Russian President Putin says he may run for fourth Kremlin term in 2018
VALDAI, Russia - Agence France-Presse
Russian President Vladimir Putin walks to deliver his speech as German former Defense Minister Volker Ruhe (L), former French Prime Minister François Fillon, (2L), and former Italian Premier Romano Prodi, (3L), applaud him during the final plenary meeting of the Valdai International Discussion Club in the Novgorod Region, on the banks of Lake Valdai, Sept. 19. AP photoPresident Vladimir Putin said Sept. 19 that he might run for a fourth term in the Kremlin, raising the possibility that he could lead Russia until 2024.
Putin said at a meeting with international experts on Russia that he might run again in 2018, when asked point-blank by former French Prime Minister Francois Fillon.
Putin had asked Fillon at the discussion session held in northwestern Russian, whether he planned to stand for president.
Fillon, who was French prime minister between 2007 and 2012, said he would not answer unless Putin revealed whether he himself planned to stand for another six-year presidential term after returning to the Kremlin last year.
"I do not rule it out," Putin said, without elaborating. "Nor do I," Fillon retorted.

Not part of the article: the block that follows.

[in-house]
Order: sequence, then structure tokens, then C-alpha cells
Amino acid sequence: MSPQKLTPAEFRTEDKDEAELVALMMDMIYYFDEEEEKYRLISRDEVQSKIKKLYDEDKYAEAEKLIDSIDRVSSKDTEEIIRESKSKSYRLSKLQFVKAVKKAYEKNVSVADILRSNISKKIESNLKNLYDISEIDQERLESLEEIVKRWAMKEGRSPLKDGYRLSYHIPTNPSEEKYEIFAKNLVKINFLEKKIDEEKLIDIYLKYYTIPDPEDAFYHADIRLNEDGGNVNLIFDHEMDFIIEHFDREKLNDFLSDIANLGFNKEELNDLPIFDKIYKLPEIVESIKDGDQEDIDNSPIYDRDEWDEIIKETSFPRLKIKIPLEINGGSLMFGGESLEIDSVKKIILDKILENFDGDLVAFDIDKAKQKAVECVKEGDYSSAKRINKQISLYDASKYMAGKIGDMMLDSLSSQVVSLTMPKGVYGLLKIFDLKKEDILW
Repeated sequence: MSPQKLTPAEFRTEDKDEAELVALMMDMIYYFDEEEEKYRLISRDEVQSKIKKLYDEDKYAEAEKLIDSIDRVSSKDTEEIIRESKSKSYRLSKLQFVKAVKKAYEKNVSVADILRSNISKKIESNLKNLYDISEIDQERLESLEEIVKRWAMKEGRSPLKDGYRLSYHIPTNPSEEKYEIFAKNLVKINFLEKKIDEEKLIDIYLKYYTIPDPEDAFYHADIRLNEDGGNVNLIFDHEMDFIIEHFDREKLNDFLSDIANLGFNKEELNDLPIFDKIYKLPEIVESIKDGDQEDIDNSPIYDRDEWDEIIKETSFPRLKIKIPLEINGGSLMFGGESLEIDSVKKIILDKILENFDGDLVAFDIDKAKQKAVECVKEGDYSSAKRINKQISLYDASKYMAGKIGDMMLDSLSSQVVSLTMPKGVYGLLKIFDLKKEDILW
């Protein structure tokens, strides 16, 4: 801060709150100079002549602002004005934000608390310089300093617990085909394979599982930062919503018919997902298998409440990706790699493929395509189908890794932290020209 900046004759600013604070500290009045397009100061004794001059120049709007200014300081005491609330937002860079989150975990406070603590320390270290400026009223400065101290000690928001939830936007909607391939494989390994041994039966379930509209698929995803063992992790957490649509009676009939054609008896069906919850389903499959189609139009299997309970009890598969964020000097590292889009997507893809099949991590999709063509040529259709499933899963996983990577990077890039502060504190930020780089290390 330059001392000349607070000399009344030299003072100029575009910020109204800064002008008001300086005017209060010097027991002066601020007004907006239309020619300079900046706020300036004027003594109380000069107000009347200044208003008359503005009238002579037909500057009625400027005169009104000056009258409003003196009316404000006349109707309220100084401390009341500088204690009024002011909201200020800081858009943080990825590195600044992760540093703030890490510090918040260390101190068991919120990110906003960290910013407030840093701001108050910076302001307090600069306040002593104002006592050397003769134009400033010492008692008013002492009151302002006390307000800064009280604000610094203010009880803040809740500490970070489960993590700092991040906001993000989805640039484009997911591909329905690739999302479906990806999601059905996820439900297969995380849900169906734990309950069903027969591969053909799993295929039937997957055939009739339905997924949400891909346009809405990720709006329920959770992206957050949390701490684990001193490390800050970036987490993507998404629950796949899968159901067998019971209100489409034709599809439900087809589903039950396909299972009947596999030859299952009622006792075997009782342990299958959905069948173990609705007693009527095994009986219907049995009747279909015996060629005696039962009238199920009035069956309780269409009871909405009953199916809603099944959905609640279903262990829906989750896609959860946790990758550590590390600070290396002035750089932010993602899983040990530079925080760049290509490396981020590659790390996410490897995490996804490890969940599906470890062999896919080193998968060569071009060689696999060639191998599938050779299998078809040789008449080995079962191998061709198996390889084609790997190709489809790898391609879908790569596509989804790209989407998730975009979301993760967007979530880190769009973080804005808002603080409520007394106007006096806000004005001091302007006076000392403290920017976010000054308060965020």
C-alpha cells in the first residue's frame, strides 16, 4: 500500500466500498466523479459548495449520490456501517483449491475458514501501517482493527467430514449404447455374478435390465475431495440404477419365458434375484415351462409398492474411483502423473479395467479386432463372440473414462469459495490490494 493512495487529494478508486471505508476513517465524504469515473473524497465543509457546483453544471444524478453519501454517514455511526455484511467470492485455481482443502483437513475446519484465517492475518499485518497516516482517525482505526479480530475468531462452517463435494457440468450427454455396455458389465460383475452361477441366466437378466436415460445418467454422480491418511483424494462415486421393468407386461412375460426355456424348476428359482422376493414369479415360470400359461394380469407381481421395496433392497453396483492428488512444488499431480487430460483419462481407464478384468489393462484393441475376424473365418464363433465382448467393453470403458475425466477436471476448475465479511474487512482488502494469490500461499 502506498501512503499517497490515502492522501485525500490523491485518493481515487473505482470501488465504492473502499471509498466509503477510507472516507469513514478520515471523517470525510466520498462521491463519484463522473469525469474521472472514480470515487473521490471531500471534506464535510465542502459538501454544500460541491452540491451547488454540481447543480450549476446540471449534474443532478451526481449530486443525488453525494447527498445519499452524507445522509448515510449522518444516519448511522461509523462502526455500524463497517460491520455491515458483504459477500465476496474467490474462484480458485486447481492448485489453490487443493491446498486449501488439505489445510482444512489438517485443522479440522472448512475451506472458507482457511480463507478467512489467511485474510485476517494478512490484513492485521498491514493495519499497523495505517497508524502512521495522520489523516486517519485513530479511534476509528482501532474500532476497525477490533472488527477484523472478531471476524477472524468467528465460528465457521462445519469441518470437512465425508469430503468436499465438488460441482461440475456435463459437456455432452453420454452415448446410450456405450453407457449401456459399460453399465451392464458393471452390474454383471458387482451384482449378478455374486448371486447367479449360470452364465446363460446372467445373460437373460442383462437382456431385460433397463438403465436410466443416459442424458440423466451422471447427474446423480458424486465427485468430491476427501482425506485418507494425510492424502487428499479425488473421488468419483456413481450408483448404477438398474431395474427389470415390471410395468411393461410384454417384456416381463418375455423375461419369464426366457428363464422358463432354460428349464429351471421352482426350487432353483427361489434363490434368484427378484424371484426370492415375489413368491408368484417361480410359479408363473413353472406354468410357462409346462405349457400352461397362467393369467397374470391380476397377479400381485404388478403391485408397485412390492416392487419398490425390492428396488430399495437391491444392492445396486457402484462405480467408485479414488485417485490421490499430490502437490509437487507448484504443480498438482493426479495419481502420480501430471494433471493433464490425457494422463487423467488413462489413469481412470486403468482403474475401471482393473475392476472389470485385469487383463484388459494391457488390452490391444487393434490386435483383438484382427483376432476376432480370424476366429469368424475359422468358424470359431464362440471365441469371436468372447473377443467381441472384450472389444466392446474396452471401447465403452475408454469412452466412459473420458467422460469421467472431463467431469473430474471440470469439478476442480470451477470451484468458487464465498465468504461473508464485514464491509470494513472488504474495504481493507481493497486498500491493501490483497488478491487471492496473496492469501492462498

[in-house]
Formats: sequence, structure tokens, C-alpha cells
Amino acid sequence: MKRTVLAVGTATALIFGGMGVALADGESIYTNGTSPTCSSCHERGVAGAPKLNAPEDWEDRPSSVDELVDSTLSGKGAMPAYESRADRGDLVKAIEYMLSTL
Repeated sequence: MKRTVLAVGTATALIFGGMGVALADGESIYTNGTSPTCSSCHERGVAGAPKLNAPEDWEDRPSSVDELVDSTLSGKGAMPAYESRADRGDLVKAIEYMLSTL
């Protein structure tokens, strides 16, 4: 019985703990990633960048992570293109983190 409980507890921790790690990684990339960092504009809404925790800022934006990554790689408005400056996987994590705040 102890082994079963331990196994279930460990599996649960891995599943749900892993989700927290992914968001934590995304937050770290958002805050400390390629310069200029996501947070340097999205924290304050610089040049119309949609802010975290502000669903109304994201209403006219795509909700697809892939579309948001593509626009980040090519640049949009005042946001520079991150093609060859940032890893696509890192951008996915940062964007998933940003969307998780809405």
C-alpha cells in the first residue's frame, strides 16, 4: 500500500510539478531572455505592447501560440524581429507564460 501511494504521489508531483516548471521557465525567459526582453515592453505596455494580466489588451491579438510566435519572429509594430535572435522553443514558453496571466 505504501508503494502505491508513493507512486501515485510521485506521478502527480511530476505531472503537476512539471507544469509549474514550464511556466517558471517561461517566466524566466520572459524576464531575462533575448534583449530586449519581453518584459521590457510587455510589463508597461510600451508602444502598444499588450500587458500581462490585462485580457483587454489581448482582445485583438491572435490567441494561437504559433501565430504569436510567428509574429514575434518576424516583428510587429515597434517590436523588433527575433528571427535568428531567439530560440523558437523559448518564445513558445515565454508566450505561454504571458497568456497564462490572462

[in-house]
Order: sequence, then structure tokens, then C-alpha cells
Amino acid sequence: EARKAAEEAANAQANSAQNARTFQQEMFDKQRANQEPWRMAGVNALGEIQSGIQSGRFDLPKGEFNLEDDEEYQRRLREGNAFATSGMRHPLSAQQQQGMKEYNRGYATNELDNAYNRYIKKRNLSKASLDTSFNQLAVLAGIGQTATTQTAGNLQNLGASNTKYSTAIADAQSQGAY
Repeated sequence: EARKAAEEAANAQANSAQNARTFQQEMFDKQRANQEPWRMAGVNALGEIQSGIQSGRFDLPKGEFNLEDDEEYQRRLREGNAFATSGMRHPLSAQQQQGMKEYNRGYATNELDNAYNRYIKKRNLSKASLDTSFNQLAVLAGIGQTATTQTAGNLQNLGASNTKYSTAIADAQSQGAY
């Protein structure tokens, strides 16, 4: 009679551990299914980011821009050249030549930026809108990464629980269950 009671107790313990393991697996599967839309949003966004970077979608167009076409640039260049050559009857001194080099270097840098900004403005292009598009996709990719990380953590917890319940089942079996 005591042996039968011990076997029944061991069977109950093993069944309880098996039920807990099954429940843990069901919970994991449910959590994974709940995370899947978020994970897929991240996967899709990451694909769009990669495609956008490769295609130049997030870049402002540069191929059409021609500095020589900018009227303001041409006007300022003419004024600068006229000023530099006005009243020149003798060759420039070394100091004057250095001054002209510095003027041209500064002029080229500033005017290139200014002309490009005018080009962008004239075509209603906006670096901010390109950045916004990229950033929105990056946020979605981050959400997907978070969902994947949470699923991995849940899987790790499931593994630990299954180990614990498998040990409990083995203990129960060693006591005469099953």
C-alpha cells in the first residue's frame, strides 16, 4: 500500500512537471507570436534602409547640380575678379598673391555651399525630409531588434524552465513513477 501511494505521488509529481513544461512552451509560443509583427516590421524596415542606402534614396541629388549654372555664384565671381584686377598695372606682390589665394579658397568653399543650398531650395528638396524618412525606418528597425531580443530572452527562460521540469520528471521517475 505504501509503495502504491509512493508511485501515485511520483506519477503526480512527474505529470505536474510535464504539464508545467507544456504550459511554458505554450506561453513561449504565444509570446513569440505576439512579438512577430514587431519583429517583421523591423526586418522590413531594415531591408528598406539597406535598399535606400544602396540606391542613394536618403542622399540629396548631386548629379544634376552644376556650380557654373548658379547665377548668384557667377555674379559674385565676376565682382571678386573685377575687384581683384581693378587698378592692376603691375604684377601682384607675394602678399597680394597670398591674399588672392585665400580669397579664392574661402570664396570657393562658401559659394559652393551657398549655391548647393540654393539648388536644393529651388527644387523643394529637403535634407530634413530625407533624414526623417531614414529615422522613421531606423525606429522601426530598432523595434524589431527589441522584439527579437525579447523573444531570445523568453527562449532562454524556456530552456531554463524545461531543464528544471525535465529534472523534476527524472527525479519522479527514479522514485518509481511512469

Putin is allowed to hold office for a maximum of two consecutive terms under the Russian Constitution. Now aged 60, he would turn 72 in 2024.
Putin has never specifically vowed to run for presidency again in 2018, but has compared himself to U.S. President Franklin D. Roosevelt, who stood for office four times.
He served two terms as president from 2000-2008 after which he temporarily handed the Kremlin to his protege Dmitry Medvedev, now prime minister.
If he stayed in office until 2024, Putin would have held power as Russian president for a total of 20 years.
That would be even longer than Soviet Union leader Leonid Brezhnev, who held the top post of general secretary of the Communist Party and ruled for 16 years from 1966 to his death in 1982, despite a long period of ill health.
Joseph Stalin held onto power for longest of any Soviet ruler, from 1924 to his death in 1953.